The Gold Antitrust Action Committee (GATA) forwarded this research article via their daily dispatches. It was written by Koos Jansen, and explains all the incorrect analysis on the Nikkei Asian Review’s article titled, China sees new world order with oil benchmark backed by gold.
I discussed this with you a couple weeks ago, and while I received a couple emails criticizing my analysis, I stand by every word I said.
“The Nikkei headline clearly reads “China sees new world order with oil benchmark backed by gold”. In this context, the word “backed” for most readers will refer to a fixed parity. In the past, for example, there was a fixed parity between gold and the US dollar; this meant the dollar was backed by gold through the US Treasury; dollars could be redeemed for gold at a fixed price and vice versa. In case of the Nikkei story it would imply a fixed parity between yuan, or oil (this is not clear), and gold. But how would China back anything with gold? Would China’s central bank (the PBOC) defend a fixed price of gold in yuan? And it would do so through an oil futures contract? Impossible.”
“Foreign enterprises, like oil producers, cannot hedge gold on the Shanghai Futures Exchange. The Shanghai Futures Exchange is not open for international customers. There is only a spot-deferred product listed on the Shanghai Gold Exchange, which is comparable to a futures contract, through which foreign enterprises can hedge gold in yuan. But why would oil producers buy gold and subsequently hedge the metal in yuan? Their end position would be merely exposure to the price of yuan. Why then not buy a yuan-denominated bond with an interest rate? Or hold gold without the hedge?”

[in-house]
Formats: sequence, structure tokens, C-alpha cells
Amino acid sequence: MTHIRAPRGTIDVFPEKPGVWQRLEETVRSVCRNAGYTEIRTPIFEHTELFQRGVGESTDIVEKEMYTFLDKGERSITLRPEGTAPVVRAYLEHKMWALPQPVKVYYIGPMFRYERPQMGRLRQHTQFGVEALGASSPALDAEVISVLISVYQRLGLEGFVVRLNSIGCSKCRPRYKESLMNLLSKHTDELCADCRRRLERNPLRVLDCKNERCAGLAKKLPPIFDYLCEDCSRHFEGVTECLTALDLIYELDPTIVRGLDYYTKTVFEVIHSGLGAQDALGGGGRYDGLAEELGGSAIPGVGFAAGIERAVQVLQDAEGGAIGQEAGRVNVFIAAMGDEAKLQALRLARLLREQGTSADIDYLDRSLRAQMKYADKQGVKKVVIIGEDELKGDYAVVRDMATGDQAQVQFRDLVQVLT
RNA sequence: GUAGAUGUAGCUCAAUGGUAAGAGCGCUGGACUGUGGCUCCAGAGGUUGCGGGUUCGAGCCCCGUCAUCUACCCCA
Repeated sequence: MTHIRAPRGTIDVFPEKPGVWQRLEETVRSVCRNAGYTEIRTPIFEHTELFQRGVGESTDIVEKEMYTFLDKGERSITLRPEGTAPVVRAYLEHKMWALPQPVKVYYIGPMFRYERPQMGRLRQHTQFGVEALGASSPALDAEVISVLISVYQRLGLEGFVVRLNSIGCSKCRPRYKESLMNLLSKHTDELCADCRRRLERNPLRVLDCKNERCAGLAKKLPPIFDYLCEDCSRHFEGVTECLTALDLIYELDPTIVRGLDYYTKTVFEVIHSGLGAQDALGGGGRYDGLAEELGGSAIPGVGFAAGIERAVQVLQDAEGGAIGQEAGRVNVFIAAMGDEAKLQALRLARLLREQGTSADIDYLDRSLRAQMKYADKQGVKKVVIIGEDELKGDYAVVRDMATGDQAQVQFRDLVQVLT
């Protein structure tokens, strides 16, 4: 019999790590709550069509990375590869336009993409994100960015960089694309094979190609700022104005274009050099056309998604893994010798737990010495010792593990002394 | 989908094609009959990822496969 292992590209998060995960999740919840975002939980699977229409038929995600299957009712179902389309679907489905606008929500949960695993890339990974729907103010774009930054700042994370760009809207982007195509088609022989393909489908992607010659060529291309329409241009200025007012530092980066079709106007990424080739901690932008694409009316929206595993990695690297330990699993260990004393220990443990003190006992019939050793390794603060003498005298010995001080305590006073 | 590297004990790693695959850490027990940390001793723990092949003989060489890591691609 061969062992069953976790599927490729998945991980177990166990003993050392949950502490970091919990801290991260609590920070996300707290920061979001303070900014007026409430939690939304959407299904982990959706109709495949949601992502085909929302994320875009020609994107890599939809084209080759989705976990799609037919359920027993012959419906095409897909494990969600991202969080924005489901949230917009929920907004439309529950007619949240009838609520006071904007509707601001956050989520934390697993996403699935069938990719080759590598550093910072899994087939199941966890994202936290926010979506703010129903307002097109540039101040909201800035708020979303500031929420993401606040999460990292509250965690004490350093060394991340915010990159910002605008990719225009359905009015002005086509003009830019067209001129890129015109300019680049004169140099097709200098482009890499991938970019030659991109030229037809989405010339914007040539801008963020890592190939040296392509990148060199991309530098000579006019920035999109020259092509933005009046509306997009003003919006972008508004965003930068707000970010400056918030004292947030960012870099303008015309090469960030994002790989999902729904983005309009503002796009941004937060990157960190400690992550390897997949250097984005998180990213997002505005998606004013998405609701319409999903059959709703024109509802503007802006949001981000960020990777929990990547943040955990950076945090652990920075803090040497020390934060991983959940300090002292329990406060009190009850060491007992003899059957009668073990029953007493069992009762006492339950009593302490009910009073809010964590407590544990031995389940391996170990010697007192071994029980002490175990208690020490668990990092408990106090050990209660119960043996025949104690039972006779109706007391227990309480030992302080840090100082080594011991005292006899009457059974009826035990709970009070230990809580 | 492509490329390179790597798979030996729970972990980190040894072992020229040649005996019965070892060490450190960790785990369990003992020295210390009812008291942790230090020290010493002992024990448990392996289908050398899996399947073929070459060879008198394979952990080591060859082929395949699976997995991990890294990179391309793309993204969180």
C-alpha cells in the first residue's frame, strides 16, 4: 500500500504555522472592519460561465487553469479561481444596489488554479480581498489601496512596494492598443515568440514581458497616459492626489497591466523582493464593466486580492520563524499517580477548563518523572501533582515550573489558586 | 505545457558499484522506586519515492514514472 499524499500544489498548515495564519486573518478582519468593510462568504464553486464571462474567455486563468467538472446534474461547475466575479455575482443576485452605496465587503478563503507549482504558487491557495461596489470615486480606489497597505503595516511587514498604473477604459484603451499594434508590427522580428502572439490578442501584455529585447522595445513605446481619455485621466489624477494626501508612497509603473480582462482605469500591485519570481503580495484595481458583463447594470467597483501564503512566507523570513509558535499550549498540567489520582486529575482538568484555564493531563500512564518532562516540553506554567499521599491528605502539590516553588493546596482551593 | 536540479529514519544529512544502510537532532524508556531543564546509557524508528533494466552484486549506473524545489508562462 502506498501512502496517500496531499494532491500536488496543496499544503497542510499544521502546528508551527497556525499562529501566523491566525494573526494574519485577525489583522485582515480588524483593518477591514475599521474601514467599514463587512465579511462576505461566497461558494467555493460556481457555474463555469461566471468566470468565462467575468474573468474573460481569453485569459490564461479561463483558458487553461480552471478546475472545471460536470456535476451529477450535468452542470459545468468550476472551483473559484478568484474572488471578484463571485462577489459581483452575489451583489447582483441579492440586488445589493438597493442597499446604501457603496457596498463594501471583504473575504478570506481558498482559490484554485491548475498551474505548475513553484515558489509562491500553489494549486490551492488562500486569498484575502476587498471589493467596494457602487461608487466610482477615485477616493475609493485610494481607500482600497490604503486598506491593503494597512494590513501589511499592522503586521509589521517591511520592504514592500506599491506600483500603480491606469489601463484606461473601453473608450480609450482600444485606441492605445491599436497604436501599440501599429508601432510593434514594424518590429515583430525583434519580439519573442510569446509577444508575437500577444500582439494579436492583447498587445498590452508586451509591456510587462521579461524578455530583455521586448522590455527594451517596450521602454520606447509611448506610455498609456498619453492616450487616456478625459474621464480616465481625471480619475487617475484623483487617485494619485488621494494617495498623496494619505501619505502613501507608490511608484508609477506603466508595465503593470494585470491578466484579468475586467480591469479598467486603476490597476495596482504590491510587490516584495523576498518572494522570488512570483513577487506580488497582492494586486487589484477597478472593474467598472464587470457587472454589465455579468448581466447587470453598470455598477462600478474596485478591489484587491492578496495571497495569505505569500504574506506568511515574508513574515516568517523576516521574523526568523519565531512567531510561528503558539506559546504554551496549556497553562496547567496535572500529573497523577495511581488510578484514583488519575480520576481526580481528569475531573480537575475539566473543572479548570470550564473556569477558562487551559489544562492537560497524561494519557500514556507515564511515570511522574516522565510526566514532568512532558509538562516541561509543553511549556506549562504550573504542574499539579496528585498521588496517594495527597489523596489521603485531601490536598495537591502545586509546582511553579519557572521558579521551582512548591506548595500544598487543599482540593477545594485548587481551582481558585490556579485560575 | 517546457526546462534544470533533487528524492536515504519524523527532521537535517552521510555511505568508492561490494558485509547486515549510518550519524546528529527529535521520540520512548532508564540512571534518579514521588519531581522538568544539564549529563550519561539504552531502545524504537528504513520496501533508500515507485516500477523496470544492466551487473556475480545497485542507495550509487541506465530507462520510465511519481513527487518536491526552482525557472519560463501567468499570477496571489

“Quickly ‘the story’ by Nikkei transformed through the blogosphere where analysts suggested the gold in SGE vaults would back the yuan. The problem with this theory is that gold in SGE vaults, (i) isn’t owned by the Chinese government, and (ii) isn’t allowed to be exported from the Chinese domestic market (not very convenient for foreign oil producers). Then analysts suggested the gold in vaults of the Shanghai International Gold Exchange (SGEI) would do the job. But SGEI gold, (i) isn’t owned by the Chinese government either, and (ii) can only have been sourced in the international gold market, payed for with US dollars. So much for the oil-gold trade circumventing US dollars as presented by Nikkei.”
It’s refreshing to see some real common-sense analysis with China and their supposed support of gold. Of course, other than with GATA there will be no corrections to the disinformation on the typical goldbug sites. The damage was done and many in the anti-dollar crowd are now more convinced than ever that China is converting the yuan to gold-backing.
This is why I say we need to be very careful from where we get our information sources. We cannot be given in to our confirmation biases. As tempting as it is to look at the US Fed and US dollar hegemony with scorn, other than war there is no way to get rid of the US dollar as the reserve currency. China doesn’t want this to change either as it is using their dollars to buy up valuable resources. There is still time left until war; China needs to spend all its dollars before the bombs start dropping.